too often children are expected to say sorry and do not understand what it means. After all its just a word someone says when they've hurt you? If they say sorry everything will be okay again and they can carry on.

 

This was demonstrated to me very early on in my teaching career(and many years ago now) by a very volatile little boy (6/7yrs old I think) who was also very aggressive but always said sorry very very readily and would then turn round and promptly repeat the behaviour. He was most indignant if he was then in trouble because he'd said sorry!

 

I never encourage a child to say sorry although it is expected within the school! I try and talk children through incidents and explain to them the meaning of sorry. Hopefully they can apologise and may have gained an understanding of a social convention.

 

I think we should also be thinking about the "proximity praise" issues as mentioned in the other post about Fidgetting. That can also be emotionally damaging for some children can't it and I hate the chorusing of "so am I" etc that this can evoke. However hard you try, it alwys seems to be the same few children that get the praise.

 

 

Susan

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"I hate the chorusing of "so am I" "

 

Me too!!! Ugh!!

 

Like when children all sit bolt upright to be the 'one' who gets the sticker. And shout out to you that they are doing it, at the same time. :D

 

A book that I love, although with some reservations, is Alfie Kohn's Punished By Rewards. He stresses the importance of having children maintain their intrinsic motivation to behave well and learn, rather than introducing rewards that in the end act to demotivate. A really interesting argument, but a very persuasive one. An example I gave in The ALPS Approach was that by giving children vouchers for pizza for reading a set number of books in the year, produces enthusiastic pizza eaters, not enthusiastic readers. Rather like giving stickers for sitting quietly in assembly produces good sticker collectors. :D The end should be the 'reward' - ie it should be worth sitting quietly in assembly, as then you can hear the thrilling story. It should be great to read 100 books in a year, because then you get 100 thrills from reading.

 

(However, in ALPS I also stressed that for some children, a brief reward system is necessary to get a child to engage in a new behaviour, but our aim should be to wean off the reward asap. I see no need to introduce reward systems for young children who don't have any major behavioural need. We should be enjoying the fact that they are, as yet, unspoiled, and are eager to learn for learning's sake.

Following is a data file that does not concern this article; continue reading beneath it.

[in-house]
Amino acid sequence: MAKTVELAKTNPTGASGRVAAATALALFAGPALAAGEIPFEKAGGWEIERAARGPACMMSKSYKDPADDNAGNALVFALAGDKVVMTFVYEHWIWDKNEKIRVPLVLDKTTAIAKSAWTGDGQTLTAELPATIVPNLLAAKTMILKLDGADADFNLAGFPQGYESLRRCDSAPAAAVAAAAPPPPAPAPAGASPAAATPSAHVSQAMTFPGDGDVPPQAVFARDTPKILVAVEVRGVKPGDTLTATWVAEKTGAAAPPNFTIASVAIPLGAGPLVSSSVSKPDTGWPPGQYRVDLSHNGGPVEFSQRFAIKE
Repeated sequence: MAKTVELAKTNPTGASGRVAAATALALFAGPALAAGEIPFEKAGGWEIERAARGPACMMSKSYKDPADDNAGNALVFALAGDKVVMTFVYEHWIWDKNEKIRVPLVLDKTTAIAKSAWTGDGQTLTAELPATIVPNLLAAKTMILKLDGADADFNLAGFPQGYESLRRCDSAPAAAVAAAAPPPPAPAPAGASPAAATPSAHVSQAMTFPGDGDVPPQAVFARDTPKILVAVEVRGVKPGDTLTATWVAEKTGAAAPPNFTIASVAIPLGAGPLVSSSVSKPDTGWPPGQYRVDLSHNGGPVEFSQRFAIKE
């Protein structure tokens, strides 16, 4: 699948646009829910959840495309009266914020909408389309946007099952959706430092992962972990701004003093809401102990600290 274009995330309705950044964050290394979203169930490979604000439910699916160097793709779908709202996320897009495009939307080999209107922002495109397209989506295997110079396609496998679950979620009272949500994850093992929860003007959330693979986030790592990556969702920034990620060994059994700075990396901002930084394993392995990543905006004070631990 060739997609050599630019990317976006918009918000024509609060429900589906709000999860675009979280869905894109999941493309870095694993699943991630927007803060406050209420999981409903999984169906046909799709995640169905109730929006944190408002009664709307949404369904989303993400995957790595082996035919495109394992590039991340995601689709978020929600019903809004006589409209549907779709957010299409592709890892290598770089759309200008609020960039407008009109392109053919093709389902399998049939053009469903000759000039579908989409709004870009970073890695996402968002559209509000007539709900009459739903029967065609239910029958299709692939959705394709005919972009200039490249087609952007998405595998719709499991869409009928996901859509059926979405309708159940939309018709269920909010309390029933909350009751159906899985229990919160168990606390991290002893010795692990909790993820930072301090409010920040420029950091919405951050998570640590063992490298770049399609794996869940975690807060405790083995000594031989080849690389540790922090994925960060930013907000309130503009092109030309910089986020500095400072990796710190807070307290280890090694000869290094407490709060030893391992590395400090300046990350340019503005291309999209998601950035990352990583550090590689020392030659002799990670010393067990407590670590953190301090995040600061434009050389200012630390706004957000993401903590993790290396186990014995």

OK, I'll get off my soapbox and try to get back to work on this book, or all I'll have done is spent time here and I'll have no manuscript for my publisher. :oxD:( :wacko: :(:(

 

Nicola

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  • 4 weeks later...

I am also interested in the subject of emotional intelligence, especially after watching a tv preogramme about it a few months ago. A school in the UK (sorry, can't remember where, I think it was a junior school) had started to give time to lessons in Emotional Intelligence and the programme followed a group of about 10 children as they went through these lessons. The results were very positive.

 

My own children, boys aged 7 and 8, both tend to have quiet natures and are shy in new situations. I have seen how the attitude/approaches of different teachers have affected them in both positive and negative ways over the years. My eldest son when he moved from year 1 to year 2 lost his best friend who moved away. He was very quiet in class and the attitude of the teacher was that he was lazy and couldn't be bothered to participate. Although he achieved very well academically in this year, at the end of the year he lacked confidence. He wrote a letter to his new teacher at the end of the year to introduce himself. In it he wrote " I am not very good at literacy but I am working hard to get better" In fact he was about 1 year ahead in literacy at this time.